Alice Bailey: secret font of Lovecraft’s mythology

The Secret Sun has a hell of a fun, detailed post on Lovecraft’s probable resources in crafting his mythos. When I saw Jack London mentioned, I thought I knew where the rest of the post was going, but I was happily wrong to see the pivot to Theosophy, then beyond. Baily seems familiar, but I might just be fooling myself.

Slightly related, I’ve been combing my broken memory for details from when I was reading Gurdjieff, particularly Meetings With Remarkable Men. It was a grim, unfunny joke to see that the Yazadis trapped in a sort of circle on Mount Sinjar.

What We See When We Read

Here’s that interview with Peter Mendelsund on the New Yorker (via Three Percent.) I pulled What We See When We Read out of a tote yesterday and it did look interesting. The Calvino connection is hooking me too. Admittedly though, when i flipped through the book, it came off a little too cute for me. I’ll check it out most definitely, but with more skepticism than I expected. However, his ideas about packaging Italo Calvino is charming me all over again.

internet life in summer of 2014

Most mornings and evenings that I have time to sit in front of the computer, I have a baby balanced on my lap. Browsing and reading stories can be managed but it’s nigh impossible to post anything of substance.

So yeah, I have a decent excuse for not following through on committing to keeping orbis quintus active for once.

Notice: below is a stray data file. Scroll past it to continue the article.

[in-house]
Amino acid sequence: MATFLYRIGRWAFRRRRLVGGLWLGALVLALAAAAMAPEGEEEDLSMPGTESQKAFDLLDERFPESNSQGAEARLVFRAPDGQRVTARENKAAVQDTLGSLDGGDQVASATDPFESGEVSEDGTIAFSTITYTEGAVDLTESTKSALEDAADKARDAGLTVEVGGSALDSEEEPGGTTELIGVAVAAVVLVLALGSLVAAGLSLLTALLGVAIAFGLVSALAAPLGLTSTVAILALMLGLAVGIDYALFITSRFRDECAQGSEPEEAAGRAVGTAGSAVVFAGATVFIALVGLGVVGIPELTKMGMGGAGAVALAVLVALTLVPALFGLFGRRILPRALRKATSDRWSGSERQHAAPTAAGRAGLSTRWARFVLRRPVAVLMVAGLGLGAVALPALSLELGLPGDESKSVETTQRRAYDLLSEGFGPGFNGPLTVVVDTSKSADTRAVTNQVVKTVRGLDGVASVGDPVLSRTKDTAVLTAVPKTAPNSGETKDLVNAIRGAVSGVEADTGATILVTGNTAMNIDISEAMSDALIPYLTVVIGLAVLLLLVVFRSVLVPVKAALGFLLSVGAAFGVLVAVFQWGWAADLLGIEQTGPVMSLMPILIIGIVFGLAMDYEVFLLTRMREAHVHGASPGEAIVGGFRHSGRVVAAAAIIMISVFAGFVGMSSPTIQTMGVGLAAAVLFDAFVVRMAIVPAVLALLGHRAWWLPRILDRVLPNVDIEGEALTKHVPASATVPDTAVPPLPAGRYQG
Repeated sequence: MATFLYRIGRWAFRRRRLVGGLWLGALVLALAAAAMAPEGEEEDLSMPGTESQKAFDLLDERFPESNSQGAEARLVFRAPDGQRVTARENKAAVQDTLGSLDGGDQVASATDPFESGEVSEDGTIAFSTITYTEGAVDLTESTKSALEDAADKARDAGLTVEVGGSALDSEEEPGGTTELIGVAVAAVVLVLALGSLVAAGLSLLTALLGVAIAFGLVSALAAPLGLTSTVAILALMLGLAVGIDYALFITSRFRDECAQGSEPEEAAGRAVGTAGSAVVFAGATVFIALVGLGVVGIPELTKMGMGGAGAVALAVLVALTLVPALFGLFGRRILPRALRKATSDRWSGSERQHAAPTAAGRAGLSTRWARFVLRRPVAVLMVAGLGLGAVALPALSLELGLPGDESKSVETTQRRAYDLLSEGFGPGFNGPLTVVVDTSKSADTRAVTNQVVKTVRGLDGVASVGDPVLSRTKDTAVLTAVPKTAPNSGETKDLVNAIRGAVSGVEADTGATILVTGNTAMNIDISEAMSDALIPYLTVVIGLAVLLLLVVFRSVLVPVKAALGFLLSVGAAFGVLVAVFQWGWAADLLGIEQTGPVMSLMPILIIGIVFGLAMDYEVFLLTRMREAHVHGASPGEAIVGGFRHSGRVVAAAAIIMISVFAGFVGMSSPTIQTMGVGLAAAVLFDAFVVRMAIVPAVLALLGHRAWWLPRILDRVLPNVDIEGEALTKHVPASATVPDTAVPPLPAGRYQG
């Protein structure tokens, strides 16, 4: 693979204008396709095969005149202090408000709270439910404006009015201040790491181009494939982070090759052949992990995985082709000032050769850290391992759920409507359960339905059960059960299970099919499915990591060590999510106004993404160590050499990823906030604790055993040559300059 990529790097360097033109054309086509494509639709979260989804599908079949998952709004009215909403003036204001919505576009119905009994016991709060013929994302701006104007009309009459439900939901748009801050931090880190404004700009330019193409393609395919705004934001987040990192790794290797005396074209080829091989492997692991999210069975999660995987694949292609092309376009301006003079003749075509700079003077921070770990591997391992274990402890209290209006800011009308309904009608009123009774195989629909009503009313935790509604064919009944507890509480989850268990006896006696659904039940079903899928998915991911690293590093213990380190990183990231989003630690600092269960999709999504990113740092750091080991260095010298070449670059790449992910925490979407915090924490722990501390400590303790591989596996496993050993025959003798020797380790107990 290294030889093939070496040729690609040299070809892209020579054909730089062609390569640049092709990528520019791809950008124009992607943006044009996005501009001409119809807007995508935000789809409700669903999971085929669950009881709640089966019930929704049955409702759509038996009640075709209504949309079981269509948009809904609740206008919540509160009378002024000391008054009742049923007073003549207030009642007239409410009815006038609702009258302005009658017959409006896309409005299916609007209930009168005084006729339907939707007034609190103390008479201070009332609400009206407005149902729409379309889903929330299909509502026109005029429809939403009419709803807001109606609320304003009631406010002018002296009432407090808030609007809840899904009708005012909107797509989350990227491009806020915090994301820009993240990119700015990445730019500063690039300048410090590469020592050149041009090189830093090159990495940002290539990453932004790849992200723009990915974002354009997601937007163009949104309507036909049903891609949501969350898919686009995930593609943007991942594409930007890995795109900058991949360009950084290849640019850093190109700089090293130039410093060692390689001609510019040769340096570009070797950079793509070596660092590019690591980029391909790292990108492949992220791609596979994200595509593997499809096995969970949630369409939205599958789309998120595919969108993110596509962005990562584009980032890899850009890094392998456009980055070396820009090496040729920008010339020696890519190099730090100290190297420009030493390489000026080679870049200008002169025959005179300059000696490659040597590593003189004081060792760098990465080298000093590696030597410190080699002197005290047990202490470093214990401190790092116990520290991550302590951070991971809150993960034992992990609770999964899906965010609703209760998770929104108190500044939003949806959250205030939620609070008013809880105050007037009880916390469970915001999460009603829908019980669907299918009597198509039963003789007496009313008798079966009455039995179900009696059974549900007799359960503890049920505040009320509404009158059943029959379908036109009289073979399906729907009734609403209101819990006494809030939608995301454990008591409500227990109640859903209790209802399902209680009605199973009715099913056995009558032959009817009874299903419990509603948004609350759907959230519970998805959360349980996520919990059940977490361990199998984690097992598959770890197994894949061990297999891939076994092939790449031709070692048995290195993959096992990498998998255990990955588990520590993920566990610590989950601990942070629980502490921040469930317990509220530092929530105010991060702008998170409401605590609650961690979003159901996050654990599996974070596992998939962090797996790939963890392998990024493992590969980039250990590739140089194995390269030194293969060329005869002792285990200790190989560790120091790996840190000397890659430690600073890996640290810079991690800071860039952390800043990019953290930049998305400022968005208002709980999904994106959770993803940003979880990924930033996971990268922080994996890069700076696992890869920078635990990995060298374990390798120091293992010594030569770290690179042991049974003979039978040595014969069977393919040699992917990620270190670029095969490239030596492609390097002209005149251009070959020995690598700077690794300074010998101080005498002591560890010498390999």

Screwing around with Twitter and Reddit has been a pleasant source for news when stuck on a mobile phone, but I might be done with Reddit in the near future. What seemed like a gently moderated megaforum now feels like a soapbox for certain individuals who have figured out how to game the system. While I’ve stumbled across some wonderfully informed people on there, like a gentleman who had some great info on some untranslated Bioy Casares, about the only thing that I can comment on freely seems to be comic books, which isn’t really a subject that I feel that I need to communicate with many people about on a regular basis. Comics are a fun diversion, not a project to learn.

Twitter is far more rewarding for finding firsthand reporting and links to interesting articles, but it’s Twitter for fuck’s sake.  Most of my tweets are retweets of reports of various humanitarian crises, scandals of overreach of government overreach, archaeology/anthropology links, and reviews of books by authors I’m already partial to.  Pretty much the exact same content this blog once promoted regularly, but with the warmth of a bot.